Talent acquisition is a constantly evolving field and, as the market becomes more competitive, acquiring the right talent for any role presents an increasing number of challenges. This often means that recruitment specialization (including sourcing) is key to having an efficient, effective talent pipeline. Furthermore, as part of a larger talent acquisition strategy, we believe that talent sourcing is an integral element of an effective recruitment process.
However, the role of a talent sourcer is often shrouded in mystery; some business leaders are able to value its efficacy, others, often through ignorance, suspiciously view it as something that is overly simplistic and narrow in scope. The question then remains: what does a talent sourcer actually do on a day-to-day basis and how does the role integrate into a company’s overall talent acquisition strategy?
In order to effectively incorporate talent sourcing within a larger recruiting framework, HR/recruiting leaders need to be able to effectively define the role of a sourcer. While there is a variety of interpretations, here is a simple one that can be used: a sourcer sources talent by employing proactive recruiting techniques to find and identify skilled candidates, both active and passive. That said, what this means in reality is somewhat open to interpretation. In fact, the sourcing role can be fulfilled either as part of a normal recruiter’s daily tasks or by a dedicated sourcing specialist. The role can be uniquely stretched and applied depending on the company’s needs and culture. Regardless of who takes up the sourcing position, a few key concepts define what it means to be a sourcer. Familiarizing yourself with these will allow you to determine exactly how the role should fit within your own organization.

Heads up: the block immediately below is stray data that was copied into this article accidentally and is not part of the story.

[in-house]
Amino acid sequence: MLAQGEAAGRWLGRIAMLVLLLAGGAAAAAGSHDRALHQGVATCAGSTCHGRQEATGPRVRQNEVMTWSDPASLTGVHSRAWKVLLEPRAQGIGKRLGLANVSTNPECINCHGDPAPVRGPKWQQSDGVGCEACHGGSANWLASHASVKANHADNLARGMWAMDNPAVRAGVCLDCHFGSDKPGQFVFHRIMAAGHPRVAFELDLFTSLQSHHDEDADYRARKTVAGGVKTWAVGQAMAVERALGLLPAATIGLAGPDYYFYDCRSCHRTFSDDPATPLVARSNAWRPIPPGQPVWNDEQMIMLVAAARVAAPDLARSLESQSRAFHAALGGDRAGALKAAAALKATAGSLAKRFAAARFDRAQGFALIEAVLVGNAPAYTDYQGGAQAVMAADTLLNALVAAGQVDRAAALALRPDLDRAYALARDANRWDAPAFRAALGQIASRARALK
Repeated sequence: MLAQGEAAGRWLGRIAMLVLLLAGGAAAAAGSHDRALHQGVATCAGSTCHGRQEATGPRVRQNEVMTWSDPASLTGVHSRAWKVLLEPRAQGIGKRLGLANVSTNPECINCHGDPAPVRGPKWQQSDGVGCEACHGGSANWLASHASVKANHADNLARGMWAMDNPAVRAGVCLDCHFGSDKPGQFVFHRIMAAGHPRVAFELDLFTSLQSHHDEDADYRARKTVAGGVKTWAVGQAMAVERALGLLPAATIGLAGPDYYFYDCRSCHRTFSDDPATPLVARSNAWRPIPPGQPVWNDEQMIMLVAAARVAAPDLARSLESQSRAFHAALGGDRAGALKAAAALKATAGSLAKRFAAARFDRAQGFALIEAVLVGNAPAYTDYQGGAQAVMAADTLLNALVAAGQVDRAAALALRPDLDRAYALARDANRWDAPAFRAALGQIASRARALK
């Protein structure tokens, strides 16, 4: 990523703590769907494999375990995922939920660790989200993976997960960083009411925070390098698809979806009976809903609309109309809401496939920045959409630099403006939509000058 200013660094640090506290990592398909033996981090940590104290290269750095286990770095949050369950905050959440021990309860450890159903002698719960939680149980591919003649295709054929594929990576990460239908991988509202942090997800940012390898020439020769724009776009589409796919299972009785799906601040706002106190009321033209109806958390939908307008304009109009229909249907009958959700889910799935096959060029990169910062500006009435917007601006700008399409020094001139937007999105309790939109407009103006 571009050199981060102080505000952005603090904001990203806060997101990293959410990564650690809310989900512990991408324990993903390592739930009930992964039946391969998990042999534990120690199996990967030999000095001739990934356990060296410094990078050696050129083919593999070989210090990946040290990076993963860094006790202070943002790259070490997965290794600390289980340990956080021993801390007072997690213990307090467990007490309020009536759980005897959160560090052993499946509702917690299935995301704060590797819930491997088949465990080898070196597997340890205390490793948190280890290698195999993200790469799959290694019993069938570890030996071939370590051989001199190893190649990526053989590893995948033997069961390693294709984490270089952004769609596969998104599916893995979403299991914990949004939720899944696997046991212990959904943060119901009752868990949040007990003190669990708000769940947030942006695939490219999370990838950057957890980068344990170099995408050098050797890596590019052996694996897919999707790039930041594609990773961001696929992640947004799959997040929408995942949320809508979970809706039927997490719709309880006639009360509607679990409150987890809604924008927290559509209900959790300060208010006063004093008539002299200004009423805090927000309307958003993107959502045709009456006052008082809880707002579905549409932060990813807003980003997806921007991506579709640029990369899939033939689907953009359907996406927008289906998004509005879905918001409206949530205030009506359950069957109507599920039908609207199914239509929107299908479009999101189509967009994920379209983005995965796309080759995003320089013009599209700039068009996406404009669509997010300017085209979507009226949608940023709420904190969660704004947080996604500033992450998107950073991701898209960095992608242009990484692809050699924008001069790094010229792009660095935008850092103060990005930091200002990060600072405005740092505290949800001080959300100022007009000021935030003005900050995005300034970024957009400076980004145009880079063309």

Broadly speaking, talent sourcing can be split into two fundamental techniques:
- Primary Sourcing
Primary sourcing (otherwise known as telephone sourcing) leverages techniques to identify candidates and gather information that is not otherwise available in the public domain. This may involve cold calling individuals or companies to uncover data such as job roles, titles and responsibilities, email addresses, or current employment status. Once suitable talents are found using this method, the most effective way of contacting the candidates can be identified.
- Secondary Sourcing
Secondary sourcing (or internet sourcing) employs a variety of techniques for the deep mining of candidate information through online channels. This spans the gamut; from social media profiles to the more obscure places on the internet such as forums, blogs or private websites. Today, the wealth of information available online means that HR software has become a crucial weapon within a talent sourcer’s arsenal. Again, once a sourcer has identified a candidate through a particular online portal, the candidate can then be contacted using the most effective channels.
These two approaches are the nuts and bolts of talent sourcing, a solid foundation from which the best sourcers work. However, the daily tasks involved within the role can be further subcategorized, which begs the question: what does the day-to-day life of a sourcer look like?